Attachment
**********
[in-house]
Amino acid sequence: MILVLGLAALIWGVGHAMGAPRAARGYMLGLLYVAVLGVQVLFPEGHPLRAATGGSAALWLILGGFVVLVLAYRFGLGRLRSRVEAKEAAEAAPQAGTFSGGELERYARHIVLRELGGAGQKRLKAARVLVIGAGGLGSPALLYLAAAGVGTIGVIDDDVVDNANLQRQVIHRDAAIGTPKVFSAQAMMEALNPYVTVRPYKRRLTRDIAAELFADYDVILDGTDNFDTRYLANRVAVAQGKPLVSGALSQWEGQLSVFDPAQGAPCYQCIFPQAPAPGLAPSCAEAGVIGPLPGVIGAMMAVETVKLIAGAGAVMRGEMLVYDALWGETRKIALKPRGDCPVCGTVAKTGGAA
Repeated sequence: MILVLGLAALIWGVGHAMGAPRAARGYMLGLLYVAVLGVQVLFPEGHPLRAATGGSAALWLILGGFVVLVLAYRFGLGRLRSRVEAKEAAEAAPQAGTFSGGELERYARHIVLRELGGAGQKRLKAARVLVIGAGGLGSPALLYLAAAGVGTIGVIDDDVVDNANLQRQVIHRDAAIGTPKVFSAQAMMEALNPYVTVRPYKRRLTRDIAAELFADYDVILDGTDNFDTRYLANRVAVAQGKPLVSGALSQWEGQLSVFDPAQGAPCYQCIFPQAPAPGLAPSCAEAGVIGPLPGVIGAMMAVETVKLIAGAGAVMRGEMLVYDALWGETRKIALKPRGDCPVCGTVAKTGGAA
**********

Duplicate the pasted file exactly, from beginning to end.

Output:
[in-house]
Amino acid sequence: MILVLGLAALIWGVGHAMGAPRAARGYMLGLLYVAVLGVQVLFPEGHPLRAATGGSAALWLILGGFVVLVLAYRFGLGRLRSRVEAKEAAEAAPQAGTFSGGELERYARHIVLRELGGAGQKRLKAARVLVIGAGGLGSPALLYLAAAGVGTIGVIDDDVVDNANLQRQVIHRDAAIGTPKVFSAQAMMEALNPYVTVRPYKRRLTRDIAAELFADYDVILDGTDNFDTRYLANRVAVAQGKPLVSGALSQWEGQLSVFDPAQGAPCYQCIFPQAPAPGLAPSCAEAGVIGPLPGVIGAMMAVETVKLIAGAGAVMRGEMLVYDALWGETRKIALKPRGDCPVCGTVAKTGGAA
Repeated sequence: MILVLGLAALIWGVGHAMGAPRAARGYMLGLLYVAVLGVQVLFPEGHPLRAATGGSAALWLILGGFVVLVLAYRFGLGRLRSRVEAKEAAEAAPQAGTFSGGELERYARHIVLRELGGAGQKRLKAARVLVIGAGGLGSPALLYLAAAGVGTIGVIDDDVVDNANLQRQVIHRDAAIGTPKVFSAQAMMEALNPYVTVRPYKRRLTRDIAAELFADYDVILDGTDNFDTRYLANRVAVAQGKPLVSGALSQWEGQLSVFDPAQGAPCYQCIFPQAPAPGLAPSCAEAGVIGPLPGVIGAMMAVETVKLIAGAGAVMRGEMLVYDALWGETRKIALKPRGDCPVCGTVAKTGGAA